Missing Florida Student Found Dead Following Lightning Strike Incident

by Emily Morgan
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Florida officials recently recovered the body of a student who went missing after lightning struck near a middle school. At the time, the student was at rowing practice at an Orlando lake.

According to Fire Department Executive Deputy Chief Ian Davis, the possible lighting strike occurred on Thursday evening when five middle school students were practicing near the North Orlando Rowing Complex in Lake Fairview, Orlando.

However, officials were uncertain whether the lightning struck the rowing vessel or near the vessel.

The boat also capsized, leaving one student hospitalized and another missing after the students went into the water. Davis added that the three other students were treated for injuries and were later released to their parents.

However, the body of the missing student was recovered on Friday around 5:15 p.m. after authorities launched a search immediately after the student vanished.

“We are incredibly saddened by this incident and appreciate the efforts of the multiple agencies who worked together over the past 24 hours to assist in the rescue,” Orlando Fire Department spokesperson Jennifer DeSantis said in a statement. However, the student’s identity was not released on Friday.

According to weather radar near the lake, at least four lightning strikes were reported between 5:46 p.m. and 6 p.m. on Thursday.

The Orlando Rowing Club, whose mission is to promote the sport of rowing in central Florida, posted a message on its Facebook page late Thursday evening saying, “Holding vigil in the rowing community tonight.”

For those living in Florida, thunder and lightning storms are typically a daily occurrence. However, knowing what to do is crucial if you find yourself on the water during a lightning storm.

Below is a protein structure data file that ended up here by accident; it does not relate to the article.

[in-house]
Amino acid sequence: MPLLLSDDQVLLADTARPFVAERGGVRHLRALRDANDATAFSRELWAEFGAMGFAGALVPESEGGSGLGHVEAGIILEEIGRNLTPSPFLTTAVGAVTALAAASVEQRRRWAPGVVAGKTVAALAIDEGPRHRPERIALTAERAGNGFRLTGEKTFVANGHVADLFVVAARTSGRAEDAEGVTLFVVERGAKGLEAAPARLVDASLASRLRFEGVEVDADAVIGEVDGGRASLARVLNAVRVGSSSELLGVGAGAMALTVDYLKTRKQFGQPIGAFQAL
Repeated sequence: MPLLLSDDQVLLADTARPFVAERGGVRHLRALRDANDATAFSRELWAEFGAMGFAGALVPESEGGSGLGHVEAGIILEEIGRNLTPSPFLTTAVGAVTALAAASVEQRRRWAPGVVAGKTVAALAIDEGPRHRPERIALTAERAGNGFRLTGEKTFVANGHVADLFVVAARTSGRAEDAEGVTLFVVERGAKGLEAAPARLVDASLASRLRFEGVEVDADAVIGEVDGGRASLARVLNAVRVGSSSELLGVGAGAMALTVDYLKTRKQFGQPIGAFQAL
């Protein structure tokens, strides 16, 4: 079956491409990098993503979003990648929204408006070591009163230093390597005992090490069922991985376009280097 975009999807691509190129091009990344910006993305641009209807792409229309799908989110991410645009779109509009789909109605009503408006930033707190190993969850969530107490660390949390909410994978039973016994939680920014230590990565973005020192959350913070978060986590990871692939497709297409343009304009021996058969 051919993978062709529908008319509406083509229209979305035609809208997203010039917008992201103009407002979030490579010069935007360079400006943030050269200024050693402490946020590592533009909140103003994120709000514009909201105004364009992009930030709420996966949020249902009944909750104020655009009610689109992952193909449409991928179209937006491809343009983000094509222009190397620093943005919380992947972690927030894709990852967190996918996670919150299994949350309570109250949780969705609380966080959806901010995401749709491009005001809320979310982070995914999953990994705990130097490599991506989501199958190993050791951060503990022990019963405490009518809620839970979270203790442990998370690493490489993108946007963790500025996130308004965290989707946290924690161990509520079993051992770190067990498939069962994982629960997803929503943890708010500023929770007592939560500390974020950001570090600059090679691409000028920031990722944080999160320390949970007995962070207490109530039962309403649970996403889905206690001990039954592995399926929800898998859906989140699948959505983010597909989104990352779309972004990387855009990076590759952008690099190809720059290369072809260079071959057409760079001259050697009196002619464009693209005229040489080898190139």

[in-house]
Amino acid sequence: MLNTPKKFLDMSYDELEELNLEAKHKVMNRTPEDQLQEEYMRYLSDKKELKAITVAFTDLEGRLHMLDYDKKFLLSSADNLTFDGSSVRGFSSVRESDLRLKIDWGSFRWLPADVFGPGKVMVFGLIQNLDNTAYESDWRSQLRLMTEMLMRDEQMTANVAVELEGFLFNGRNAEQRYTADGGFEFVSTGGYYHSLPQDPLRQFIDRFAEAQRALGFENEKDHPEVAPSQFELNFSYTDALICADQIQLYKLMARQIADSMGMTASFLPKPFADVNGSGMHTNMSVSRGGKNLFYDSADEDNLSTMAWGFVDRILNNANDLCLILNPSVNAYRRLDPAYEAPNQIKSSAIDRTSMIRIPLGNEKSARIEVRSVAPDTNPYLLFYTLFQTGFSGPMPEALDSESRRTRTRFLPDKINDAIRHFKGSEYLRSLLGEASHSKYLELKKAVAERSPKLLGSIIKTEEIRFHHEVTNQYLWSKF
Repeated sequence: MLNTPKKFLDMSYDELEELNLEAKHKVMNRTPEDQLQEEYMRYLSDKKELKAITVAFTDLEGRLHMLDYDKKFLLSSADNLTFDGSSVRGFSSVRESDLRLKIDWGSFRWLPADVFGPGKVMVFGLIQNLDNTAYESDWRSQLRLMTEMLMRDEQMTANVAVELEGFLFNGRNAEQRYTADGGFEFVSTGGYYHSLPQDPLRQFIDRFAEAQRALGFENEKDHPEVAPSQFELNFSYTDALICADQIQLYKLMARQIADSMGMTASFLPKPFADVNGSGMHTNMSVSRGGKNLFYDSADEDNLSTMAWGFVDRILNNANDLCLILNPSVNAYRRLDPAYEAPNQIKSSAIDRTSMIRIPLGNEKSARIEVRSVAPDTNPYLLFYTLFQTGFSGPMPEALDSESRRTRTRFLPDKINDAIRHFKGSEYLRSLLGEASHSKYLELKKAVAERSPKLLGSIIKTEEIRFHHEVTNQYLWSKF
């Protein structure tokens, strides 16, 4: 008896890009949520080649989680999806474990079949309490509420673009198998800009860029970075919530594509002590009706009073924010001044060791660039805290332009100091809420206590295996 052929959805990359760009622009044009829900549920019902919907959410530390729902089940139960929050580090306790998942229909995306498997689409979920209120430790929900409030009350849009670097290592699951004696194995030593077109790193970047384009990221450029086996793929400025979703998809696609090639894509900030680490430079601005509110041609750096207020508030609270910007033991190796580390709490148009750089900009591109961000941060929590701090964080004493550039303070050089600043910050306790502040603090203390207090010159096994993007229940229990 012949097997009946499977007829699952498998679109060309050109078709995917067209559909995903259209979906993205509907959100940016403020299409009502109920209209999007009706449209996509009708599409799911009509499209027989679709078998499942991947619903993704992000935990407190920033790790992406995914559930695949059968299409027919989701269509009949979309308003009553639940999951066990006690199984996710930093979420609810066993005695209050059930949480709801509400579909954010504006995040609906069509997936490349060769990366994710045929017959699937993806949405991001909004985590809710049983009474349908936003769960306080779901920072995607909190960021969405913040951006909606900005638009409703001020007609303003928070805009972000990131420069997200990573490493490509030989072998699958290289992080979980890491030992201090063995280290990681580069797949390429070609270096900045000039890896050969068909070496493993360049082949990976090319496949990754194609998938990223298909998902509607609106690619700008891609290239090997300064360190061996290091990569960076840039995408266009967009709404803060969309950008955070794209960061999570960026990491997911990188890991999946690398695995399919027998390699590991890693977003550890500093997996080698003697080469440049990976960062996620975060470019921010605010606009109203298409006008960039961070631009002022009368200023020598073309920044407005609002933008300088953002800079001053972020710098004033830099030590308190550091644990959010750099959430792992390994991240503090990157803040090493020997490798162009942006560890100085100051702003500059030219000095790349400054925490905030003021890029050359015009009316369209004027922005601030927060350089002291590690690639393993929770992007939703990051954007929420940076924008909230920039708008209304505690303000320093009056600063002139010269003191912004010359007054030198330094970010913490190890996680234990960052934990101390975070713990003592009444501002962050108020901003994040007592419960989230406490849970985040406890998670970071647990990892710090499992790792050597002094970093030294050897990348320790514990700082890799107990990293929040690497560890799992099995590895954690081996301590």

Rowing and lightning storms don’t mix

According to Row Safe USA, they make it clear that you should never row during a storm. “Do not row in an electrical storm,” they write. “Lightning detectors are inexpensive and can clip on your belt. If you are on the water and see lightning, hear thunder, or notice your hair standing on end with static electricity, head for the nearest shore.”

They also add that if a storm is near, “take your boat ashore and wait for the storm to pass.” Although deaths from lightning are rare, always get off the water if you think lightning is close.

In addition, the chances of dying from a lightning storm in any given year are approximately 1 in 2,000,000. Despite this, always take appropriate measures and precautions when on the water. However, in a state like Florida, there are at least 70 to 80 thunderstorm days per year. Moreso, some parts have more than 100 thunderstorm days per year. In addition, there’s always increased activity during the summer months. With this, it’s best to do everything you can not to become a statistic.

Outsider.com